Just two years after buying French fitness technology company Withings for $190m, Nokia is unsure about the division's future.
Responsible for attractive hybrid smartwatches like the Steel HR, smart scales like the Body+ and a range of other health and fitness devices, Nokia Health sprung into life after the purchase of Withings in April 2016.
Read More: Nokia Body+ smart scale review
However, apart from replacing 'Withings' with 'Nokia' on the products themselves, redesigning the companion smartphone app and killing off a sleep-monitoring device, Nokia has done little to make the company its own.
Now, an announcement from Nokia itself suggests all is not well in the health division, and a strategic review of the business will take place. Nokia said this week is has "initiated a review of strategic options for its Digital Health business…[the review] may or may not result in any transaction or other changes."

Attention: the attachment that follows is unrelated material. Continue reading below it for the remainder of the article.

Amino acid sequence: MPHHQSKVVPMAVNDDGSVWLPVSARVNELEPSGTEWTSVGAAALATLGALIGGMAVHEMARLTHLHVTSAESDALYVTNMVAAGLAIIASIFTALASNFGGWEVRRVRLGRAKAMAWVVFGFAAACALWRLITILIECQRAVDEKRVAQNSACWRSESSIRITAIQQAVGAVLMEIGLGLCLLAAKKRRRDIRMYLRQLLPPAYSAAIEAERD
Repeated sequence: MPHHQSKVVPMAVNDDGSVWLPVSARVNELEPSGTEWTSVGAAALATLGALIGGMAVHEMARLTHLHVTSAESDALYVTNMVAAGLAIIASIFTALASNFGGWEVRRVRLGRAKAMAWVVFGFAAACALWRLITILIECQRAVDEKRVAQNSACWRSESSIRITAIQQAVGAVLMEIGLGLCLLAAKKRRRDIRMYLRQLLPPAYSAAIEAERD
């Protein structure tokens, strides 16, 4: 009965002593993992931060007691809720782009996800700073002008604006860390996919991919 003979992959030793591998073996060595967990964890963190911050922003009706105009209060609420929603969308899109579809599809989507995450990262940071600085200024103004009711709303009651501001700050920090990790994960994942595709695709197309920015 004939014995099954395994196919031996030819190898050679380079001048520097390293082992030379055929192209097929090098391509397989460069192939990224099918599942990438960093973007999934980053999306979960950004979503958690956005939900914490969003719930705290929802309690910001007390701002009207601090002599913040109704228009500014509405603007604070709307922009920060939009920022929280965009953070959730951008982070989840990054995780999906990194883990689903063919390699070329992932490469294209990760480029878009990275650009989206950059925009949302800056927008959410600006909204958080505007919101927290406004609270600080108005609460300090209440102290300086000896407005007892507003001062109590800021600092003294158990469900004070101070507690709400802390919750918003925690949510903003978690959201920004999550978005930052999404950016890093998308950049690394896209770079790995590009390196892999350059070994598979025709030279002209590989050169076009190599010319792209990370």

The message is blunt and reveals little about Nokia's plans for its future, but the company simply wouldn't be making this announcement if its health division was doing well.
This announcement comes in the wake of Nokia removing a key feature from its Body Cardio smart scale, after it found the device's pulse wave velocity (PWV) reading capabilities were not up to scratch. The feature was forcibly removed via a software update and all collected PWC data was deleted from user's smartphone apps.
Speaking of apps, Nokia was blasted with criticism from its customers after making major changes to the Withings app, Health Mate. The user interface was changed beyond recognition, features were adjusted and in some cases removed, and the consumer backlash even made headlines in the mainstream press.
What's more, in October 2017 Nokia announced a write-down on its Withings purchase worth $164m, essentially meaning it vastly overestimated the value of the company before acquiring it.
Nokia's enterprise business is performing well and it earns a tidy sum from a large portfolio of valuable patents, but its other businesses are less successful. As well as Nokia Health struggling to get off the mark, Nokia recently killed off Ozo, its professional-grade, $60,000 virtual reality camera, and plans to cut 400 jobs at its Finnish headquarters.